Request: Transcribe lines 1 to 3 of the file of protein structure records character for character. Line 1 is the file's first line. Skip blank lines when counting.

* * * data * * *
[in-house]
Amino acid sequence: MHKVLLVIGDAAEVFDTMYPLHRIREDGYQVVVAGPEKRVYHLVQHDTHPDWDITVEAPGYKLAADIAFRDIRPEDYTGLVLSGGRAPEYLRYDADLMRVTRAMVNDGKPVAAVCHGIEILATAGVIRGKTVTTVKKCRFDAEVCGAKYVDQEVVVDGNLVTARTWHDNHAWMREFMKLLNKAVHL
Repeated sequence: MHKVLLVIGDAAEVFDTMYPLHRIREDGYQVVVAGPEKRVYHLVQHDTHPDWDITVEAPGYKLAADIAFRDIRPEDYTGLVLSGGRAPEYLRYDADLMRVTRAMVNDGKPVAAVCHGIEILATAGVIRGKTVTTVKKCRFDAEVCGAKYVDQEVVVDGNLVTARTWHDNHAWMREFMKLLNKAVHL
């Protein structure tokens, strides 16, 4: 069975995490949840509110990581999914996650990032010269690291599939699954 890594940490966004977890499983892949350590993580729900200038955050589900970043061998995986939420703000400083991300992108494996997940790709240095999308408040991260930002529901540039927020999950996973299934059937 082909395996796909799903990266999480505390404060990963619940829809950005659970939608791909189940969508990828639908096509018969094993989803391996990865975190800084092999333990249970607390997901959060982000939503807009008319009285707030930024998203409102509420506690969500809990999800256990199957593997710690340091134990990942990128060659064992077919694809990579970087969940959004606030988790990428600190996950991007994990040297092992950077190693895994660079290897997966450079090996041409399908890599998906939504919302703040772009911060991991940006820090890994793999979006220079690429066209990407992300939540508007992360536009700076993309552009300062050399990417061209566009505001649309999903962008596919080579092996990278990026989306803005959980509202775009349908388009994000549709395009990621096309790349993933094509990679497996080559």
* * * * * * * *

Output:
[in-house]
Amino acid sequence: MHKVLLVIGDAAEVFDTMYPLHRIREDGYQVVVAGPEKRVYHLVQHDTHPDWDITVEAPGYKLAADIAFRDIRPEDYTGLVLSGGRAPEYLRYDADLMRVTRAMVNDGKPVAAVCHGIEILATAGVIRGKTVTTVKKCRFDAEVCGAKYVDQEVVVDGNLVTARTWHDNHAWMREFMKLLNKAVHL
Repeated sequence: MHKVLLVIGDAAEVFDTMYPLHRIREDGYQVVVAGPEKRVYHLVQHDTHPDWDITVEAPGYKLAADIAFRDIRPEDYTGLVLSGGRAPEYLRYDADLMRVTRAMVNDGKPVAAVCHGIEILATAGVIRGKTVTTVKKCRFDAEVCGAKYVDQEVVVDGNLVTARTWHDNHAWMREFMKLLNKAVHL